Substances include alcohol and other drugs. Evidence shows that the risk of violence may be higher among people who experience co-existing mental health and substance use problems. There may be a link between intoxication or use and violence. In Canada, it’s estimated that 7% of violent crime is related to substance use problems.
However, the substance itself may not always be the problem. Substance use can affect personal relationships, and conflict may lead to an act of violence. Substance use can also increase the likelihood of exposure to violence or victimization. But even though the combination of serious mental illness and substance use is a greater risk factor than either on their own, they are still affected by many other social factors, community factors, and past experiences. To learn more about substance use and why people might use substances, see the Understanding Substance Use info sheet at www.heretohelp.bc.ca.
Community factors play a significant role in violence. For example, poor housing and income disparities increase the likelihood of exposure to violence, and increased exposure to violence increases the likelihood of committing violence. People who experience a mental illness or substance use problem are more likely to be affected by inadequate housing and inadequate income, so they may be more likely to be exposed to violence. This complicated relationship needs to be addressed at the community level.
Victimization or exposure to violence may also be important risk factors in committing an act of violence. People who experience a mental illness are more likely to be victims of violence than the general population. Research shows that risk of victimization may actually increase the risk of committing an act of violence. Also, exposure to violence and trauma increases the risk of developing mental health or substance use problems in the first place, which increases the risk of more exposure to violence, creating a vicious cycle.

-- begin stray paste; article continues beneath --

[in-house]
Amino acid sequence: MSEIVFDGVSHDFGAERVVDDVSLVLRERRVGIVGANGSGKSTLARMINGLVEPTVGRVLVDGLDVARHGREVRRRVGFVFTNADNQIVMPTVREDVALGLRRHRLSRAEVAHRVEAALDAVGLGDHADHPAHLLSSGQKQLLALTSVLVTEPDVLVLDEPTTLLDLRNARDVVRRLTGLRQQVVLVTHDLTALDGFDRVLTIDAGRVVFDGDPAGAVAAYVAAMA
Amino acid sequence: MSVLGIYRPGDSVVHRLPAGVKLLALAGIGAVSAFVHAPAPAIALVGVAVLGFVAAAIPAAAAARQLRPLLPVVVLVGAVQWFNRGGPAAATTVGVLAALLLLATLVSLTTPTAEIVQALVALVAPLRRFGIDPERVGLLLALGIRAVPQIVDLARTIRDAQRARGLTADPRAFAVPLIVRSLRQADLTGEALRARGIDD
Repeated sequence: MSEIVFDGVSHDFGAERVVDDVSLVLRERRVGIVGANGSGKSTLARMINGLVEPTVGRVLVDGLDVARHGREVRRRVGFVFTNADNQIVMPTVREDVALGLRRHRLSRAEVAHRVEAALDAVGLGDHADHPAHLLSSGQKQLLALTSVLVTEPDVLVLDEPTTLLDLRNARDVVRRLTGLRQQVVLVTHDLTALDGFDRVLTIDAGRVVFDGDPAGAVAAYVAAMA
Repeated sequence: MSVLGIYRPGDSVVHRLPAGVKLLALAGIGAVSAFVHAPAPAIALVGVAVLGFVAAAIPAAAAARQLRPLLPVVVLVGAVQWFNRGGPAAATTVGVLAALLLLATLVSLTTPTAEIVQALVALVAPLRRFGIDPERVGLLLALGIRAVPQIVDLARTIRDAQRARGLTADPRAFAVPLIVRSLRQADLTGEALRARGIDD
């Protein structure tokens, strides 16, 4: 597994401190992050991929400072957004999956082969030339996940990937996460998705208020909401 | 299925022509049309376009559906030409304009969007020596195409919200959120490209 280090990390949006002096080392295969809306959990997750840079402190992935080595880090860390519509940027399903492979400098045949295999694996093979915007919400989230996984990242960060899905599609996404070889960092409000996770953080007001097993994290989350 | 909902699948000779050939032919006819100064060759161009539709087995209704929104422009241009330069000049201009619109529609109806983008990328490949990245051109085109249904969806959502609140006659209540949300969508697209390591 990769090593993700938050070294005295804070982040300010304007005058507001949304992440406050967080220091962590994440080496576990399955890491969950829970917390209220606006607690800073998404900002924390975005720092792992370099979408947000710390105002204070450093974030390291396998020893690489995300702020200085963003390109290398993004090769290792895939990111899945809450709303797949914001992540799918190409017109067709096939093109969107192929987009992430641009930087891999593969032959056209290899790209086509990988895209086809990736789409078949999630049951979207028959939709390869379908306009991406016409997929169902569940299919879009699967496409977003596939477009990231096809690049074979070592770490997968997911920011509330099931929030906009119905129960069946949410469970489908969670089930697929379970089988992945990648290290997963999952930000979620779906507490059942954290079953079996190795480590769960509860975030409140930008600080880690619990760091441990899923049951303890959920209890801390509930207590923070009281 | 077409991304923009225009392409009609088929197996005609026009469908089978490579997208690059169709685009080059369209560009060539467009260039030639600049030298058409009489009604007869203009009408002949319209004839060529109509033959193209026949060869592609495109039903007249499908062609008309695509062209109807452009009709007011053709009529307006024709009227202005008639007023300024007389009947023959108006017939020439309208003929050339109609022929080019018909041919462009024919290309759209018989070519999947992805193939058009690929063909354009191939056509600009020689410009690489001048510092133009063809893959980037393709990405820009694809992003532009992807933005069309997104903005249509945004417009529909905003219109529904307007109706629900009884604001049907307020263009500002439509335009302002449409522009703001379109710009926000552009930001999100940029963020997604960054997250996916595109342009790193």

Health and community conditions are strongly linked. You can’t take one away from the other. If you want to understand why a health condition may affect risk of violence, you also have to understand how community factors affect risk of violence and how these different health and community factors might interact with each other.
Many of us have questions around the risk of violence because we want to be safe. But the risk of violence stemming from mental illnesses or co-existing mental illnesses and substance use problems is low and involves factors that stem from our communities rather than a single individual. If 3% of violence can be attributed to mental illnesses and 7% of violence can be attributed to substance use problems, we’ve only accounted for 10% of violence in our communities. That means 90% of violence isn’t tied to mental illnesses or substance use problems. Most violence in society would still exist if we found a way to eliminate mental illnesses or substance use.
Fear can strongly influence how we think and act. For people who experience a mental illness or substance use problem, the public’s fear of violence can have a huge impact on their well-being. Here are a few examples:
People may avoid or discriminate against someone with a mental health or substance use problem. This not only affects opportunities to fully participate in society like all of us deserve, but also impedes recovery. It’s difficult to get better when people treat you like you’re dangerous